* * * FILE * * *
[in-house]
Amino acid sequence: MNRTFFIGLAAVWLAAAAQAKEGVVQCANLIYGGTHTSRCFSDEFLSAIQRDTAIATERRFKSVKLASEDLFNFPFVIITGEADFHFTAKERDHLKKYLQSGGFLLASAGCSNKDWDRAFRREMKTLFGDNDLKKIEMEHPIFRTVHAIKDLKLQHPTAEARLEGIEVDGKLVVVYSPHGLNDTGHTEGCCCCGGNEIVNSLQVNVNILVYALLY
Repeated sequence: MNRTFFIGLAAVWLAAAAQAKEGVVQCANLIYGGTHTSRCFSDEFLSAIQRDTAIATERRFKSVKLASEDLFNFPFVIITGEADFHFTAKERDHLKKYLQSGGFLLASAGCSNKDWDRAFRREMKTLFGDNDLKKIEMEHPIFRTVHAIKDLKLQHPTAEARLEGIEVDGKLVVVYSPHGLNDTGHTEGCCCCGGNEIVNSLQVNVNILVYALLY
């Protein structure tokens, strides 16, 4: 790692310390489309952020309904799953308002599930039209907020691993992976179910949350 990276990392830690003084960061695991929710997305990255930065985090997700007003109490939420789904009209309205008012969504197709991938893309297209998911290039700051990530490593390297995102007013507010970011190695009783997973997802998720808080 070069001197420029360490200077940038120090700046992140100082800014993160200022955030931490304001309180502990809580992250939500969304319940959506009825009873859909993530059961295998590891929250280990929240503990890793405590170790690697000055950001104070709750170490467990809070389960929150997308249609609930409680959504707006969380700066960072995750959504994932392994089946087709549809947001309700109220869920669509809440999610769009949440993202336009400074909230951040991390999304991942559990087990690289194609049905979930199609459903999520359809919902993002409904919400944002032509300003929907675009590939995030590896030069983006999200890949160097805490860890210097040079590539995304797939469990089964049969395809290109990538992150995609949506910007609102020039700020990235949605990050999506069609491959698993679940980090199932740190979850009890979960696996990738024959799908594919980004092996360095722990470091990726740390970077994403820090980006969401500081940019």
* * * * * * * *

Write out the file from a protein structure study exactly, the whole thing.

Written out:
[in-house]
Amino acid sequence: MNRTFFIGLAAVWLAAAAQAKEGVVQCANLIYGGTHTSRCFSDEFLSAIQRDTAIATERRFKSVKLASEDLFNFPFVIITGEADFHFTAKERDHLKKYLQSGGFLLASAGCSNKDWDRAFRREMKTLFGDNDLKKIEMEHPIFRTVHAIKDLKLQHPTAEARLEGIEVDGKLVVVYSPHGLNDTGHTEGCCCCGGNEIVNSLQVNVNILVYALLY
Repeated sequence: MNRTFFIGLAAVWLAAAAQAKEGVVQCANLIYGGTHTSRCFSDEFLSAIQRDTAIATERRFKSVKLASEDLFNFPFVIITGEADFHFTAKERDHLKKYLQSGGFLLASAGCSNKDWDRAFRREMKTLFGDNDLKKIEMEHPIFRTVHAIKDLKLQHPTAEARLEGIEVDGKLVVVYSPHGLNDTGHTEGCCCCGGNEIVNSLQVNVNILVYALLY
């Protein structure tokens, strides 16, 4: 790692310390489309952020309904799953308002599930039209907020691993992976179910949350 990276990392830690003084960061695991929710997305990255930065985090997700007003109490939420789904009209309205008012969504197709991938893309297209998911290039700051990530490593390297995102007013507010970011190695009783997973997802998720808080 070069001197420029360490200077940038120090700046992140100082800014993160200022955030931490304001309180502990809580992250939500969304319940959506009825009873859909993530059961295998590891929250280990929240503990890793405590170790690697000055950001104070709750170490467990809070389960929150997308249609609930409680959504707006969380700066960072995750959504994932392994089946087709549809947001309700109220869920669509809440999610769009949440993202336009400074909230951040991390999304991942559990087990690289194609049905979930199609459903999520359809919902993002409904919400944002032509300003929907675009590939995030590896030069983006999200890949160097805490860890210097040079590539995304797939469990089964049969395809290109990538992150995609949506910007609102020039700020990235949605990050999506069609491959698993679940980090199932740190979850009890979960696996990738024959799908594919980004092996360095722990470091990726740390970077994403820090980006969401500081940019």